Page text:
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First Impression

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It was almost noon and the Costa Rican summer sun was burning down on me. I stood panting in the middle of the canchas watching tico boys zip around. They were everywhere—running in and out from behind houses and jumping down from trees as they played games only they knew the rules to. A couple of boys pulled themselves onto the roof of an outhouse, rocks bulging out of their pockets, ready to be thrown at the beehive dangling from a nearby tree. As I stood hearing the shouts and yelps of kids, the nervousness of my first day washed away. I felt a tug on my sleeve. I lowered my gaze to see one of the smaller boys in a dinosaur t-shirt with outstretched hands. I was led to the foosball table with my fingers interlaced in his. I was fitting in, and that was all I needed to feel content and safe.“¡Eres sucia!” Boys giggled as I passed. For the first time that day I realized that indeed, I was very dirty. I was drenched from head to toe, from a spontaneous water fight that one of the ticos had started. I had scratches and bruises on my knees and elbows, from the falling, running, and playing with the boys.
As I grabbed onto a vine that dangled from a nearby tree, ready to experience the thrill of flying through the air, I glanced down at my watch: 11:45. I paused and reluctantly dropped the vine; I had to change out of my destroyed clothes before having my first lunch with my family. I leaped off of the tree limb, shouted adios to the kids, and headed down the dirt road past the soccer field and pulperia towards my home. I felt very mature. Without being reminded, I had remembered to return home before lunch.
I squeezed through the barbwire fence, sauntered past the grazing cows, and entered into the small, sparkling clean house. “Hopefully,” I thought, “my host mom won’t see me walking through her house like this.” Standing in the entrance of the darkened room, temporarily blinded from the brilliant sun, I silently slipped off my shoes. As I approached the kitchen table, I suddenly felt like I was being watched. My vision adjusted to the shadows, and then I saw them. Not only my father, mother, and two younger siblings, but my entire family (aunts, uncles, grandparents, and cousins) was crowded around the table, with plates showing signs of leftover rice, beans, and plantains. Their vision was perfectly adjusted to the dim light, but each of them was squinting at me.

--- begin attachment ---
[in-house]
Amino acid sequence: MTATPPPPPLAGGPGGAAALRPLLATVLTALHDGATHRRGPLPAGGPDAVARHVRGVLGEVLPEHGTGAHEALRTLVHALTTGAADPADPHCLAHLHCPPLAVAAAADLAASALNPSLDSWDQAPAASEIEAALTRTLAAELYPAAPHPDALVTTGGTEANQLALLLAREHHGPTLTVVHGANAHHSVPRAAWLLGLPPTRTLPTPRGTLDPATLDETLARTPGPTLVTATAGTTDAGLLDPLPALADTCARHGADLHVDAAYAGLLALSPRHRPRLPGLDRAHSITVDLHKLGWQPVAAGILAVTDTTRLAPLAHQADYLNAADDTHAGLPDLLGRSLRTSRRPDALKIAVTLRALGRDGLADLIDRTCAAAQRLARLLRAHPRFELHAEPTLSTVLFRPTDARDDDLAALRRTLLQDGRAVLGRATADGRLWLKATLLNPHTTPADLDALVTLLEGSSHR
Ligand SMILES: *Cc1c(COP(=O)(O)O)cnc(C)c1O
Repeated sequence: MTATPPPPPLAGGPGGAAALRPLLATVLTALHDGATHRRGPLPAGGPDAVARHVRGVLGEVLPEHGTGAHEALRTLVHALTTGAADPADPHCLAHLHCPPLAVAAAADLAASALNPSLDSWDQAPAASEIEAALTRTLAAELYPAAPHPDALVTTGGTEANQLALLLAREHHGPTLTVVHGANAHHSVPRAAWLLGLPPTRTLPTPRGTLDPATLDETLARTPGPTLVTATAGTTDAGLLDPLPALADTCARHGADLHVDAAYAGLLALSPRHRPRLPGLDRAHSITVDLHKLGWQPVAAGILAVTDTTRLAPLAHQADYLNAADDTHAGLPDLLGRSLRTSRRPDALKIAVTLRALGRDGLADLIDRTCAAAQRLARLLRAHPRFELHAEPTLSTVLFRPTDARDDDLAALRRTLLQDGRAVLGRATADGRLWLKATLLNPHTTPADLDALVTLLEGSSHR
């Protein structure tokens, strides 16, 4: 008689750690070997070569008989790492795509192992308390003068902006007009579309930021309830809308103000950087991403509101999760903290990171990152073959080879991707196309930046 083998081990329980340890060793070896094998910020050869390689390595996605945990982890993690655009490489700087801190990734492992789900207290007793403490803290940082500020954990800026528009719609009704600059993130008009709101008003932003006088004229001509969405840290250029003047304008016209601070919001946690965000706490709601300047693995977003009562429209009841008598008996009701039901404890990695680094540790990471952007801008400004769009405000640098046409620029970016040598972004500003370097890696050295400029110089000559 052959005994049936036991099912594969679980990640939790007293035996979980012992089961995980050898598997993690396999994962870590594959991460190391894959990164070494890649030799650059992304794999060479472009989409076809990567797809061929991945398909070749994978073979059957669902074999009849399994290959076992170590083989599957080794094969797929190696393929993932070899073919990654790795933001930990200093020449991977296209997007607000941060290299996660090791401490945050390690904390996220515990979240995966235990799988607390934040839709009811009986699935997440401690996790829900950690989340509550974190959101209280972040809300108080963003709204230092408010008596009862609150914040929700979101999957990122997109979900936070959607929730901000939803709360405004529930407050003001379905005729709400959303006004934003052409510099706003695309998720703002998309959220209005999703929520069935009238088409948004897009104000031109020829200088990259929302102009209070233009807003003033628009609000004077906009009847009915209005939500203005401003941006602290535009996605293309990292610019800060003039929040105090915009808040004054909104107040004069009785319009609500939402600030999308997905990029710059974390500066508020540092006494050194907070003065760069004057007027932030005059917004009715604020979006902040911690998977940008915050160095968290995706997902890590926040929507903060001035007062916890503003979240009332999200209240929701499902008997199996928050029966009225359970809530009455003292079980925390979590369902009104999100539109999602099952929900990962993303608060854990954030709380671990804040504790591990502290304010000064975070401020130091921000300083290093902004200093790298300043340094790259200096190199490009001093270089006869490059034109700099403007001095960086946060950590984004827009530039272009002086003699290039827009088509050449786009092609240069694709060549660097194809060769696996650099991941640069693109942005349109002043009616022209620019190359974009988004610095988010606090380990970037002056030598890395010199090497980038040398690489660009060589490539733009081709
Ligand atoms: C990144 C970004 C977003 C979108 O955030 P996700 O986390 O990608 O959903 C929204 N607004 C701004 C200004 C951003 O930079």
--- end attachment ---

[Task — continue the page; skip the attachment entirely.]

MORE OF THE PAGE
A puddle from the water fight was forming around my feet and my blue shirt was streaked with brown mud. Fifteen heads were facing me. Thirty eyes were blinking in disbelief. All mouths were silent. My eyes quickly went to my watch. It was only 11:49—lunch wasn’t until noon, but everyone was here, clearly to meet me, the new American girl—the gringo. I managed to squeak a lo siento, but no one responded to my attempt at an apology. “What are they thinking?” I wondered, still standing rigid with fear in the middle of the cocina. My mind raced as I thought of disastrous future encounters with these people. It was then that I saw my fourteen-year-old primo try to stifle a laugh. My eyes widened, unconvinced that anyone could have uttered a sound. But he was smiling, trying to cover his mouth with his pudgy hand. With that awakening, I let out the gulp of air that I’d been holding in my lungs. I turned my lips into a pathetic smile, murmured another apology, and forced my legs to turn to my room. I shut the door tightly behind me. When I cleaned up and reappeared, ten minutes later, the room was empty.

The incident was never mentioned again, at least in a way that I could understand. But at another lunch with my extended family my aunts, uncles, and grandparents never spoke to me. I sat awkwardly during that meal, wishing that I could join in with their conversations or apologize to them for my appearance on that first day. But the language barrier felt too high. I never again had a chance to eat those rice, beans, and plantains with my extended family.





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